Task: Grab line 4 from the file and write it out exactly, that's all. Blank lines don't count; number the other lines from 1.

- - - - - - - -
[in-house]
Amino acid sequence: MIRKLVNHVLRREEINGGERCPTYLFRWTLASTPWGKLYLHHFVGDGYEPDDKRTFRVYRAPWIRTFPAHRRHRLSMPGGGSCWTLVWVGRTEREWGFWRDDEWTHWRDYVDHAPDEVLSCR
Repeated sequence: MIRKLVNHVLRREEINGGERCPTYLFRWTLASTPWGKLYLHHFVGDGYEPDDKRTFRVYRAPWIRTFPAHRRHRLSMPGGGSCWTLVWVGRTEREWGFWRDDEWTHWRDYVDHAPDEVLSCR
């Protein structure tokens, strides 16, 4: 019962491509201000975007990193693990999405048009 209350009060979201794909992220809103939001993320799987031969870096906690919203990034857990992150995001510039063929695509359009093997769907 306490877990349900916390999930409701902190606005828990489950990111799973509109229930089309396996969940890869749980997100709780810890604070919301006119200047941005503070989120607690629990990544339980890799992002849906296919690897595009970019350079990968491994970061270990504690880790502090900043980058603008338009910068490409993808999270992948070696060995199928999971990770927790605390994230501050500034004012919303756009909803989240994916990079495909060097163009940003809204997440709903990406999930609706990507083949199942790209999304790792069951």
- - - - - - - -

């Protein structure tokens, strides 16, 4: 019962491509201000975007990193693990999405048009 209350009060979201794909992220809103939001993320799987031969870096906690919203990034857990992150995001510039063929695509359009093997769907 306490877990349900916390999930409701902190606005828990489950990111799973509109229930089309396996969940890869749980997100709780810890604070919301006119200047941005503070989120607690629990990544339980890799992002849906296919690897595009970019350079990968491994970061270990504690880790502090900043980058603008338009910068490409993808999270992948070696060995199928999971990770927790605390994230501050500034004012919303756009909803989240994916990079495909060097163009940003809204997440709903990406999930609706990507083949199942790209999304790792069951």